Examination of the haematoma revealed fluctuancy and distal pulses were present. It is important to rule out Compartment syndrome characterised by a more uniform swelling of the limb, severe and unproportionate pain as well as maybe faint or absent distal pulses. The evolution of haematoma takes approximately 7 days for the initial blood clots the liquefy. The trauma on this elderly lady actually happened 10 days prior to presentation. Depending on the size, they can be reabsorbed and fibosed or becomes infected. Drainage can be done surgically under GA or under radiological guidance again depending on size and clinical factors.
This 83 year old lady presented with vomiting. PFA was noncontributory. Clinical examination revealed painful lump in the right groin below the inguinal ligament. The image shows the finding at laparotomy. Can you give the diagnosis?
• Incarcerated right femoral hernia
• The knuckle of small bowel was reduced from the femoral canal through midline laparotomy access. That segment of small bowel was dusky and did not show any peristalsis after some period of time and was deemed ischaemic and unhealthy. When in doubt, resection of bowel is preferred as any further complication down the line would mean re-laparotomy and the patient status could not permit that. Small bowel resection was performed with side to side anastomosis
A middle age lady presented to the surgical outpatient clinic with a large neck swelling. On examination the swelling moved with swallowing but the lower limit of the swelling could not be appreciated on palpation. Pemberton sign was positive. CT thorax was done to further evaluate. Can you appreciate the findings on the CT slices shown?
CT images are shown in axial, coronal and sagital planes. They confirm the findings of a retrosternal goiter. The left lobe is much more enlarged than the right one and displaces trachea to the right. Further CT slices showed that the right lobe extends down to the level of the aortic arch. This lady had significant symptoms due to pressure effects of the large goiter and requires a thyroidectomy. However, given the extension of the swelling into the anterior mediastinum may require a sternotomy for it.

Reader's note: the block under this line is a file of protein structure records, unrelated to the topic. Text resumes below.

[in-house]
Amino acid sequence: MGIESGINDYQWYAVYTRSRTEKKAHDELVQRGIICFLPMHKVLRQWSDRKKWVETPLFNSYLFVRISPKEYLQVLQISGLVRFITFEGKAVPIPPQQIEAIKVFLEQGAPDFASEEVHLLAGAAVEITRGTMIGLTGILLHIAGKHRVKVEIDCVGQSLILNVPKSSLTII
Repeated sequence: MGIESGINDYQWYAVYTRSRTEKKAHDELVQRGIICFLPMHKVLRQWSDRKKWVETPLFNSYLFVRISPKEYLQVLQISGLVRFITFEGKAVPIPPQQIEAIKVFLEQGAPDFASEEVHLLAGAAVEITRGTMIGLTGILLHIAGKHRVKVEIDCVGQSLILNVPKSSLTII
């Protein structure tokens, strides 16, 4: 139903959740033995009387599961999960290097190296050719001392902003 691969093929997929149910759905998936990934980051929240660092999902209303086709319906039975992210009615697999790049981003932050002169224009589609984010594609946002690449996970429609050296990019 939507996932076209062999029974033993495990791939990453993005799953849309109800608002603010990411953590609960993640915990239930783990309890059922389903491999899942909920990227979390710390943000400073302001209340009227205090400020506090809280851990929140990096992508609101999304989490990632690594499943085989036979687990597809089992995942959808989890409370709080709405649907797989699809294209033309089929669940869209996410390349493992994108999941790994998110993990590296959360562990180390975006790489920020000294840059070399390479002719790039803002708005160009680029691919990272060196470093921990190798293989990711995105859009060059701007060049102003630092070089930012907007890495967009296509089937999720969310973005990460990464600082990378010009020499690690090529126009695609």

A positive Pemberton’s sign during physical examination indicates retrosternal extension of the goiter. It is positive if bilateral arm elevation causes facial plethora.
An X ray chest and thoracic inlet was requested for a middle age lady presenting to the surgical outpatient clinic with a large neck swelling. On examination the swelling moved with swallowing but the lower limit of the swelling could not be appreciated on palpation. What do you see on the chest and thoracic inlet X rays?
The X ray of thoracic inlet shows a soft tissue density in the neck, which would be consistent with clinical findings of a goitre. Trachea is displaced to the right with accompanying extra luminal left-sided pressure effect and narrowing. There is no abnormality of the cervical spine.The chest X Ray shows a right superior mediastinal mass consistent with a retrosternal extension of the goitre palpated clinically. It also demonstrates deviation of the trachea to the right by the larger left lobe of thyroid. No hilar or mediastinal lymphadenopathy is evident from the chest X ray.
A 30 year old man was involved in a road traffic accident. He had a head on collision and was brought in by ambulance. His GCS was 15/15, pulse was 108/min and BP 100/60mmHg at presentation. He complained of abdominal pain and on examination there was bruising on the upper abdomen. He had an urgent CT thorax abdomen pelvis done. Can you identify the major findings on the CT slices shown?
The patient is managed according to ATLS protocols. After initial resuscitation, CT thorax abdomen pelvis was done with IV contrast. The pictures show axial CT slices in the arterial phase. It demonstrates pronounced haemoperitoneum but no pneumoperitoneum. This indicates that solid organ injury like liver and spleen is more likely than bowel perforation as a result of the blunt trauma. There is also an extensive haematoma in lesser omental sac. The left lobe of the liver is not enhancing with the IV contrast which implies contusion and devitalisation and raises possibility of injury to the left hepatic artery. The patient had to be urgently transferred to a tertiary specialist Liver unit.
American Association for the Surgery of Trauma (AAST) classification system is most commonly used for livery injuries. It helps to decide the course of management since low grade injuries can sometimes be treated non operatively. The grades of hepatic injury are as follows:
●Grade I – Hematoma: subcapsular ●Grade II – Hematoma: subcapsular 10 to 50 percent surface area; intraparenchymal 50 percent of surface area or ruptured subcapsular or parenchymal hematoma; intraparenchymal hematoma >10 cm or expanding. Laceration >3 cm in depth.